Dual-task mobility among individuals with chronic stroke: Changes in cognitive-motor interference patterns and relationship to difficulty level of mobility and cognitive tasks

Lei Yang, Freddy M. Lam, Meizhen Huang, Chengqi He, Marco Y. Pang (Corresponding Author)

Research output: Journal article publicationJournal articleAcademic researchpeer-review

14 Citations (Scopus)


BACKGROUND: Dual-task mobility performance is compromised after stroke. AIM: This study evaluated how the difficulty level of mobility and cognitive tasks influenced the cognitive-motor interference pattern among individuals with chronic stroke and whether it differed from age-matched control participants. DESIGN: A cross-sectional study. SETTING: University laboratory. POPULATION : Individuals with chronic stroke and age-matched controls. METHODS: Sixty-one individuals with chronic stroke (mean age: 62.9±7.8 years) and 32 controls (mean age: 61.0±7.3 years) performed three mobility tasks (forward walking, obstacle-crossing, backward walking) and two cognitive tasks (serial-3-subtractions, serial-7-subtractions) in single-task and dual-task conditions. time to complete the mobility tasks and correct response rates were recorded. RESULTS: Serial subtractions significantly increased the walking time compared to single-task walking (P<0.001) without decreasing the correct response rate (P>0.05) in both groups, indicating cognitive-related motor interference. As the difficulty of the walking task was increased (i.e., obstacle crossing), the dual-task effect on the walking time was similar to that observed during forward walking, but the correct response rate significantly decreased (P<0.05), indicating that more attentional resources were allocated to the mobility task. When the walking task difficulty level increased further (i.e., backward walking), an exaggerated increase in the walking time (P<0.001) was observed in both groups, but the stroke group also had a decreased correct response rate (P<0.001), indicative of a mutual interference pattern. The control group, however, maintained the correct response rate (P>0.05) despite the slowed walking speed in this condition (P<0.001). CONCLUSIONS: The degree of dual-task interference and task prioritization strategies are highly specific to the combinations of the walking and cognitive tasks used and are affected by the presence of stroke. CLINICAL REHABILITATION IMPACT : The study results may provide the basis for establishing assessment tools and creating intervention programs that address dual-task mobility function post-stroke.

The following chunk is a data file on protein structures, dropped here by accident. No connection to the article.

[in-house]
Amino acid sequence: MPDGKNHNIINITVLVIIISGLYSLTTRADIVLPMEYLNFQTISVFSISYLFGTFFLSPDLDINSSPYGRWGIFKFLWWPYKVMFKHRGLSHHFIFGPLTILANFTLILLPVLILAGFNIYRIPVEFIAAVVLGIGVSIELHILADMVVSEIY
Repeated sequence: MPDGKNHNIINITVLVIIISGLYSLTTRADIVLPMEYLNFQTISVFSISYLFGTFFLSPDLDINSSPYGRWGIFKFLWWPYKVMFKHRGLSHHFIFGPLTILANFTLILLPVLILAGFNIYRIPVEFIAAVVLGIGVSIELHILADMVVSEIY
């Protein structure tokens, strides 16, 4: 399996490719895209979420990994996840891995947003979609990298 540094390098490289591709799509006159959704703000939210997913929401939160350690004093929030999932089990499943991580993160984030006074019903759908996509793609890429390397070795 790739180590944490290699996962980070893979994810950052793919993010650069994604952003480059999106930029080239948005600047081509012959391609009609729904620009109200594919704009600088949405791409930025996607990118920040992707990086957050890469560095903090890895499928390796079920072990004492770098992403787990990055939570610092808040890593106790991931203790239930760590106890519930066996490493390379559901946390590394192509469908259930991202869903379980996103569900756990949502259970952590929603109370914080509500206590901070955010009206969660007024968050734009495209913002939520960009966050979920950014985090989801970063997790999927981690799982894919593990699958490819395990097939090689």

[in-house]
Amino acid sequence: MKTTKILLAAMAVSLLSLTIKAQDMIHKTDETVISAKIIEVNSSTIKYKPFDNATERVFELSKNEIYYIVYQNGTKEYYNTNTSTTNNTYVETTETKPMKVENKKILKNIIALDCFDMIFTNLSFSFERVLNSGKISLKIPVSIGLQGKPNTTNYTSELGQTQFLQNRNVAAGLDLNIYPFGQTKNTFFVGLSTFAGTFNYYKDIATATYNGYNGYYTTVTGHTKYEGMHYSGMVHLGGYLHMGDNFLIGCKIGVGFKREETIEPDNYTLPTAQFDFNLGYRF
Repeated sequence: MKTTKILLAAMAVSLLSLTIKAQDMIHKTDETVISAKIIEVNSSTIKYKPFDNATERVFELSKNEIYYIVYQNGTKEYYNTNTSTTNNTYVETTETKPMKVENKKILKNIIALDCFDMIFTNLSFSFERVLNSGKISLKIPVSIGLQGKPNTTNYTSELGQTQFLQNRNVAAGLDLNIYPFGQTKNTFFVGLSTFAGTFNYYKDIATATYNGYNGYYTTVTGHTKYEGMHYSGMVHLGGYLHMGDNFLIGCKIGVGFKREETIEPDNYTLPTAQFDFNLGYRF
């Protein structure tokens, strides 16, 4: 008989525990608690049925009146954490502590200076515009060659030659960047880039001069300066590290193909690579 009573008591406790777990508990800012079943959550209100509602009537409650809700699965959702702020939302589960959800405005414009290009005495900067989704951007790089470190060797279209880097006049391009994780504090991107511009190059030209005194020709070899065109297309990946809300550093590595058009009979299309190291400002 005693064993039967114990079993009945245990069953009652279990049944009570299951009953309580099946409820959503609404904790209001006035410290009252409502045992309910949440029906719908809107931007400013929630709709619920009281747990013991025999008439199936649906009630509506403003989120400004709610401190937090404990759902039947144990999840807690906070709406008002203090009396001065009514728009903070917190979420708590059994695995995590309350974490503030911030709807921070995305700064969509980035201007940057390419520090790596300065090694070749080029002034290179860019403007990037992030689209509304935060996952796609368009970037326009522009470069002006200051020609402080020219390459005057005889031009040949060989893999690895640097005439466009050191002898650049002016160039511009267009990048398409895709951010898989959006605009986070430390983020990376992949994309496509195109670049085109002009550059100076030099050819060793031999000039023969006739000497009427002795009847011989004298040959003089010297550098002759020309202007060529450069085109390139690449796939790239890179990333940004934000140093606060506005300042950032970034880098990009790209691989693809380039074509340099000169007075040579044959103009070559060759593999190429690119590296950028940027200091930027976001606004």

Original languageEnglish
Pages (from-to)526-535
Number of pages10
JournalEuropean Journal of Physical and Rehabilitation Medicine
Issue number4
Publication statusPublished - Aug 2018


  • Cognition
  • Cognitive neuroscience
  • Gait
  • Stroke

ASJC Scopus subject areas

  • Physical Therapy, Sports Therapy and Rehabilitation
  • Rehabilitation

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